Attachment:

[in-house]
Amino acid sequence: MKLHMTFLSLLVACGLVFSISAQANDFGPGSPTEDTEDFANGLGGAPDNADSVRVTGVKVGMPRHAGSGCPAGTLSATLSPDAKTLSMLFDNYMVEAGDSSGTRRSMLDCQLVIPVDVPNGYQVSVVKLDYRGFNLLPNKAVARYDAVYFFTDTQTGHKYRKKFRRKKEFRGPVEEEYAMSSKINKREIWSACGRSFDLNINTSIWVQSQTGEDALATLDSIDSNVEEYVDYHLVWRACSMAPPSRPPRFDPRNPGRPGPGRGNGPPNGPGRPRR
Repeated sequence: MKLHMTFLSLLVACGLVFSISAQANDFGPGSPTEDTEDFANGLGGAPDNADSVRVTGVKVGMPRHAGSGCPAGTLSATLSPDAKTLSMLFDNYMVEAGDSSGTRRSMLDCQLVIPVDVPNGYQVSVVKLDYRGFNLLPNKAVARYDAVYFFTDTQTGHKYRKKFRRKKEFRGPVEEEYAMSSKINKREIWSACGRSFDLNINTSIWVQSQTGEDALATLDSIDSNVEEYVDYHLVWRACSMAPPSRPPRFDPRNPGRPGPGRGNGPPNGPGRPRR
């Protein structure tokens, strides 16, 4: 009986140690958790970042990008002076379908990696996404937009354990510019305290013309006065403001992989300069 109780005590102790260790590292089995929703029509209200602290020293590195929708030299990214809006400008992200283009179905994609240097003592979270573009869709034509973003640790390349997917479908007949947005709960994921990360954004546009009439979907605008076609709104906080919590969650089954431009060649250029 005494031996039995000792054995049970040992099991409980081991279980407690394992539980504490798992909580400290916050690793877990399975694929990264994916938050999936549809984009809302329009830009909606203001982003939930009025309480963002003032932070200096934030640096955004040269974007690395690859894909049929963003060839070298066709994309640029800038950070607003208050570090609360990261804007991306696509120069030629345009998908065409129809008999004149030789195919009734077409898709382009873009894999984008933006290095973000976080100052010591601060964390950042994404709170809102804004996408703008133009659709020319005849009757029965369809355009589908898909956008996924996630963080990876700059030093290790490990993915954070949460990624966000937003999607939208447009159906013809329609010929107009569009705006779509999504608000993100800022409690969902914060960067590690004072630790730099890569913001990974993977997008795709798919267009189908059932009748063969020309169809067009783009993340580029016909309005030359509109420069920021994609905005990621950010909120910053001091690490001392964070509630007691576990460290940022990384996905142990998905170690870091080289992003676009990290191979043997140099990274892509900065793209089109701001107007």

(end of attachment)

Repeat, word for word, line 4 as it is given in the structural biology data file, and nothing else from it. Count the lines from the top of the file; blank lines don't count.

């Protein structure tokens, strides 16, 4: 009986140690958790970042990008002076379908990696996404937009354990510019305290013309006065403001992989300069 109780005590102790260790590292089995929703029509209200602290020293590195929708030299990214809006400008992200283009179905994609240097003592979270573009869709034509973003640790390349997917479908007949947005709960994921990360954004546009009439979907605008076609709104906080919590969650089954431009060649250029 005494031996039995000792054995049970040992099991409980081991279980407690394992539980504490798992909580400290916050690793877990399975694929990264994916938050999936549809984009809302329009830009909606203001982003939930009025309480963002003032932070200096934030640096955004040269974007690395690859894909049929963003060839070298066709994309640029800038950070607003208050570090609360990261804007991306696509120069030629345009998908065409129809008999004149030789195919009734077409898709382009873009894999984008933006290095973000976080100052010591601060964390950042994404709170809102804004996408703008133009659709020319005849009757029965369809355009589908898909956008996924996630963080990876700059030093290790490990993915954070949460990624966000937003999607939208447009159906013809329609010929107009569009705006779509999504608000993100800022409690969902914060960067590690004072630790730099890569913001990974993977997008795709798919267009189908059932009748063969020309169809067009783009993340580029016909309005030359509109420069920021994609905005990621950010909120910053001091690490001392964070509630007691576990460290940022990384996905142990998905170690870091080289992003676009990290191979043997140099990274892509900065793209089109701001107007």